Abertis gets three-year extension for Luton Airport

Abertis and the Luton authorities have made peace and merged their expansion plans for the airport, netting the Spanish firm an extra three years to operate and manage it.

Catalan developer Abertis, the operator of Luton Airport, and the local council seem to have reached a middle ground on expanding the airport’s capacity after a fractious row erupted earlier this year.

In a recent statement, Luton council said it had agreed with Abertis on a merger of their respective expansion plans for the airport. As a result, Abertis will be given a three-year extension on its original concession agreement and will continue to manage and operate the airport until 2031, the council added.

The council did not specify what the merger would imply beyond stating that “the main elements from both [expansion] proposals are retained” and “the increase in capacity at the airport will take place within the existing boundary and use the existing runway”.

Robin Harris, the head of the local company that owns Luton Airport, said “this is a key milestone to our journey, but there remains much to be done to finalise our commercial terms”.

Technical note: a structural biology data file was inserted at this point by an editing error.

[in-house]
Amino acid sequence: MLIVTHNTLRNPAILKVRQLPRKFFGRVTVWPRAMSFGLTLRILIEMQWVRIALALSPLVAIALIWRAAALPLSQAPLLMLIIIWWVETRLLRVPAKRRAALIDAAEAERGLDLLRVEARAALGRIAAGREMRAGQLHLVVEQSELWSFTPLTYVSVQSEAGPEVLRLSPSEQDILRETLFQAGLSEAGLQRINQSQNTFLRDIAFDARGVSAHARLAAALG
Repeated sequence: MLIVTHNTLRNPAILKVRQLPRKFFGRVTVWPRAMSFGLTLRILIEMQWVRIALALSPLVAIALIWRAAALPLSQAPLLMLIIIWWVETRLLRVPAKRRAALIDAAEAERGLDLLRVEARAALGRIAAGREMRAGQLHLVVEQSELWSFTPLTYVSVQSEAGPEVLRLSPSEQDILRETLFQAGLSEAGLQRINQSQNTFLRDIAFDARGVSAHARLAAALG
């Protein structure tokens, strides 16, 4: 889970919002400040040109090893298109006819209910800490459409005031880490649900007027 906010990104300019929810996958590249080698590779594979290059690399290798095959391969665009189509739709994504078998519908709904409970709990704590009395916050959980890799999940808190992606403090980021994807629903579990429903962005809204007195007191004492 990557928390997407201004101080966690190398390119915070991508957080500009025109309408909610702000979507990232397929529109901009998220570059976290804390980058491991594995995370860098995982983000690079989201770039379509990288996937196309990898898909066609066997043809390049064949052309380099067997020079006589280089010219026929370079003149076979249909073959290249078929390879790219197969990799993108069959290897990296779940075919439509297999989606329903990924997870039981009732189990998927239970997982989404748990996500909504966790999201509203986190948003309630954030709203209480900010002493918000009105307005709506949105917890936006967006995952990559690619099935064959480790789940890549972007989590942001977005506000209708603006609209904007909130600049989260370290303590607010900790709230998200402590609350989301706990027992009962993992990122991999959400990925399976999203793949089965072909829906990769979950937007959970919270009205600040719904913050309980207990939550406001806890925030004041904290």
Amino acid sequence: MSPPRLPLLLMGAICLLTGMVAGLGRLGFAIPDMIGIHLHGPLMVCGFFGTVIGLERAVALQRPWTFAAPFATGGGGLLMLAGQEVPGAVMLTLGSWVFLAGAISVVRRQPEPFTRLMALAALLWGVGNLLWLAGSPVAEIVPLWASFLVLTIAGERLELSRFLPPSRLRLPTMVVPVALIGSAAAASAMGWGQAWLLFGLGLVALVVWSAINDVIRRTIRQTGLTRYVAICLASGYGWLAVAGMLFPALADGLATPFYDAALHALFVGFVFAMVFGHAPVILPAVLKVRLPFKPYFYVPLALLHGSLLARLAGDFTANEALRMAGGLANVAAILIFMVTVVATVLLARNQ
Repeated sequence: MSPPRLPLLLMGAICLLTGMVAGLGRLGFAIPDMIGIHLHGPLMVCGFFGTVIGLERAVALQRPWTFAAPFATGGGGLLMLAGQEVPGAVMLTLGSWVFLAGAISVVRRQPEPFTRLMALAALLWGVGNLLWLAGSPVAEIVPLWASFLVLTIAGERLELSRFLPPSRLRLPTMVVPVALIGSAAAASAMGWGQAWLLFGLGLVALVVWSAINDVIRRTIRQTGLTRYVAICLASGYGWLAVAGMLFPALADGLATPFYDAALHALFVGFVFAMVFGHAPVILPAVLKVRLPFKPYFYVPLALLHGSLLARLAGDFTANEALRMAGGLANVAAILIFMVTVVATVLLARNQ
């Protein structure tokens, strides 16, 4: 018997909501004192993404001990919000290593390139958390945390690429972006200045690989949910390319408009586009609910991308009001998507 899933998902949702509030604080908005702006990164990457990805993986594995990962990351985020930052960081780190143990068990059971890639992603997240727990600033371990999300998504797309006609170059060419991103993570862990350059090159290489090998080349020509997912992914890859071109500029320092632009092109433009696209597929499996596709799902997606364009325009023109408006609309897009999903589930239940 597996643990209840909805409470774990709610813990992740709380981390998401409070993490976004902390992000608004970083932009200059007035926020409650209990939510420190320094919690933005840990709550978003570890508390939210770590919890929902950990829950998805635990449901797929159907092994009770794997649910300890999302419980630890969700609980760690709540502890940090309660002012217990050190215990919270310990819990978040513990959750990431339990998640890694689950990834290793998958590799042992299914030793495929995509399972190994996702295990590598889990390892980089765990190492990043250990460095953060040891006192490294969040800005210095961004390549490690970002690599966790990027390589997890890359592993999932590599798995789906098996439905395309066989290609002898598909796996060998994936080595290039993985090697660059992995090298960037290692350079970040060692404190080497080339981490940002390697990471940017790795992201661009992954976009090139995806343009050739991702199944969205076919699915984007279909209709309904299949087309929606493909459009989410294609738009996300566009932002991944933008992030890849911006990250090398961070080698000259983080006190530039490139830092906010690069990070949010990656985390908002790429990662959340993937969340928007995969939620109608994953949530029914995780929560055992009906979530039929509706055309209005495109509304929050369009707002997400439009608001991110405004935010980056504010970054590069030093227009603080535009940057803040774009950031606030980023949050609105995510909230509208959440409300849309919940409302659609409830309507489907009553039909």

Earlier this year, Abertis and the Luton authorities had a very public disagreement on how to expand Luton Airport, with the council airing the possibility of breaking Abertis’ concession agreement.

The row emerged over Luton’s plans to double the airport’s capacity to 18 million passengers a year through a series of optimisations to the airport’s existing infrastructure. A doubling of Luton Airport’s capacity would make it bigger than Stansted and Manchester airports.

But Abertis did not see the plan as realistic, given that it had only 16 years left on its original 2028 lease to make a return on what it saw as a major investment to expand the airport. 

This led a Luton council official, Steve Heappey, to tell The Times the council would consider breaking the concession agreement, if needed. Abertis responded by threatening the council with a termination payment that could cost it hundreds of millions of pounds. 

Abertis, which has run the airport since 1998, has been responsible for trebling the number of passengers at Luton from 3.4 million at the start of the concession to 10 million today, it said in an earlier statement. Abertis added that Luton was “the fastest growing London airport in 2011” and the UK’s fifth-largest airport.